Number 27, March 28, 1991 by Phillip F. Schewe and Ben Stein|
CONDENSED MATTER PHYSICS IN THE 1990's. In the 1980's, membership in the APS Division of Condensed Matter Physics (DCMP) doubled; the number of papers delivered at the APS March Meeting (largely concerned with condensed matter) doubled; the number of faculty members and graduate students in condensed matter doubled; and the number of condensed matter papers published in Physical Review doubled; nevertheless, during this same time non-defense funding for materials science research (which overlaps closely with condensed matter physics) remained the same. These statistics come from a report of the DCMP Strategic Planning Committee; the report was summarized at the APS March Meeting held last week in Cincinnati by Michael Schluter (201-582-3106) of AT&T Bell Labs, chairman of the committee.
MATERIALS SCIENCE IN THE 1990's. At the same meeting, Bill Appleton (615-574-4321) of Oak Ridge summarized "A National Agenda in Material Science and Engineering," a report following up on last year's study, "Materials Science and Engineering in the 1990's," released by the National Research Council. The new report, presented to the President's science advisor, D. Allan Bromley, last month, calls for a strategic planning process emphasizing initiatives in six areas of national importance where MS&E can have a critical impact: (1) information/communications, particularly in the miniaturization of electronic devices; (2) transportation, such as in the design of new structural materials; (3) energy, particularly materials for energy conversion and conservation; (4) health--developing biocompatible materials; (5) environment--designing materials that are recyclable; and (6) "maintaining leadership in materials research," meaning the continuing pursuit of new synthesis and processing techniques and the creation of new instrumentation.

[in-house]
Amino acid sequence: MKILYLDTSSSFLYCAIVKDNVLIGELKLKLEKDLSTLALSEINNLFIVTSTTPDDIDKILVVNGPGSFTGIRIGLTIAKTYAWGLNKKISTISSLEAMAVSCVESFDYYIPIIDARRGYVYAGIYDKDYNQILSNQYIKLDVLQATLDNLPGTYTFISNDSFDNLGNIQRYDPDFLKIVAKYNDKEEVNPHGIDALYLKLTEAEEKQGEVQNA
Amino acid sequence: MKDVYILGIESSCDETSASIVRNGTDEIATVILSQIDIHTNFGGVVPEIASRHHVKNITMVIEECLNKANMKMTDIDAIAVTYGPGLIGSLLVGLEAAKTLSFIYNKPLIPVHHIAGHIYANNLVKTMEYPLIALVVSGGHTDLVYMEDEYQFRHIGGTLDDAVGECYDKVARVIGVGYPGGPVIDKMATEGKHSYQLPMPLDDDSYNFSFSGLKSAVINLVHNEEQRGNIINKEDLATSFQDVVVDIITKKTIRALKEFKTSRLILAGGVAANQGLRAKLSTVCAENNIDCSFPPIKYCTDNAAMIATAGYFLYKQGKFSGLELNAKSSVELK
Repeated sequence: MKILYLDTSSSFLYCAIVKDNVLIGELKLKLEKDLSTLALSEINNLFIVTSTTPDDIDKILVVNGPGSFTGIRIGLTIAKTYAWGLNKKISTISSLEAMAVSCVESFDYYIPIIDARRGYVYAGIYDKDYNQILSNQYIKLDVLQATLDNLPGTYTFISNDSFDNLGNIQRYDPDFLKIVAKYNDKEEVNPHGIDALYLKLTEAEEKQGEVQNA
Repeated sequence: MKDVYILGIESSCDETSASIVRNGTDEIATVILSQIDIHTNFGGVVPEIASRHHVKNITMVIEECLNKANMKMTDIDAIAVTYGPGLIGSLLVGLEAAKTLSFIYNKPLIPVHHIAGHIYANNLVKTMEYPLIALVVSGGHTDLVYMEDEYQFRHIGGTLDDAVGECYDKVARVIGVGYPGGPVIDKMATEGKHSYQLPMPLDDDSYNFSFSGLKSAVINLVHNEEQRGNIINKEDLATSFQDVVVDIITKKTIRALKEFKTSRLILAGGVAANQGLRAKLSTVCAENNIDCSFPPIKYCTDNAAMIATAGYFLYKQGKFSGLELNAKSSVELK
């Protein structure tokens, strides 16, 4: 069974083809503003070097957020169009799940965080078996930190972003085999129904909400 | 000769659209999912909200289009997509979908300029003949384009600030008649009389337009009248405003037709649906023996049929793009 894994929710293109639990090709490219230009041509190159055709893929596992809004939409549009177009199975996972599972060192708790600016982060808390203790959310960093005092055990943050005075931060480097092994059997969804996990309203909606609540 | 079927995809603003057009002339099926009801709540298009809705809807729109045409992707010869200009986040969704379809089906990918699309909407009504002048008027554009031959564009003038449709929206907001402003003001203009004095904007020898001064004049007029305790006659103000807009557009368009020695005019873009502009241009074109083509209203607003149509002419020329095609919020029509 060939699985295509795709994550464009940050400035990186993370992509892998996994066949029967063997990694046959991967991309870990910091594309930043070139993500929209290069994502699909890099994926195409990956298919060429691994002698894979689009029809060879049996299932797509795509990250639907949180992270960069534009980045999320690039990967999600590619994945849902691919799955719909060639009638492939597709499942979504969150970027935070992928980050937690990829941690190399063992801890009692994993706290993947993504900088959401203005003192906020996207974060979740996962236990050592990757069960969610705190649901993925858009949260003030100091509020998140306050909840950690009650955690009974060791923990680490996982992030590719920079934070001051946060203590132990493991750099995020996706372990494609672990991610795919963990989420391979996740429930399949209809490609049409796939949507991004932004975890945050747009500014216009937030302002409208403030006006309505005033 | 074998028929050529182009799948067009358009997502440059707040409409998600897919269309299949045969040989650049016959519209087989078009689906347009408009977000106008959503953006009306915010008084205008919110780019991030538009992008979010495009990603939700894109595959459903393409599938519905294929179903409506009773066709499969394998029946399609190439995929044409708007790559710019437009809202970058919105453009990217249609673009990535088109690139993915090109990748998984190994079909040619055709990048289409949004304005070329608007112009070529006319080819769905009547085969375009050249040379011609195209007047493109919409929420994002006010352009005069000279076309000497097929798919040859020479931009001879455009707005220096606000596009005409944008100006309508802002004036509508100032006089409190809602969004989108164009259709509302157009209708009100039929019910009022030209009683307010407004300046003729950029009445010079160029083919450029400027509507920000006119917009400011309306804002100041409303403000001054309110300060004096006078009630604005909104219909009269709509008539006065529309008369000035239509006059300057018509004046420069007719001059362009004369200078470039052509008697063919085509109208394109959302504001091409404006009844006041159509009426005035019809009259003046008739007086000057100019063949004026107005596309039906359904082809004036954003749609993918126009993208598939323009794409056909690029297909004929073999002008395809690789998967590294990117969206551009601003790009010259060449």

A LASER-DRIVEN SCANNING TUNNELING MICROSCOPE has been developed by scientists at the Max Planck Institute in Garching, Germany. M. Volcker and his colleagues couple laser radiation into the tip of an STM and, because the device can be operated without any dc current between tip and sample, it may be possible to study insulators, which cannot be imaged with conventional STM's. (Upcoming article in Physical Review Letters.)
THE SPEED OF LIGHT CAN BE REDUCED BY A FACTOR OF 10 in certain disordered materials, according to Ad Lagendijk of the University of Amsterdam. The zigzag scattering of light in opaque substances like milk or white paint is a common phenomenon, but Lagendijk believes that if the size of the obstacles (in this case individual milk globules or pigment droplets in paint) is comparable to the light's wavelength then the light waves may be trapped for a time in the droplets, as if in a cavity, before moving on to another scattering encounter. If this retardation is not taken into account, Lagendijk insists, experimental determinations of the light's mean free path--the average distance between scattering with an obstacle--will be incorrect. (Science News, 23 March 1991.)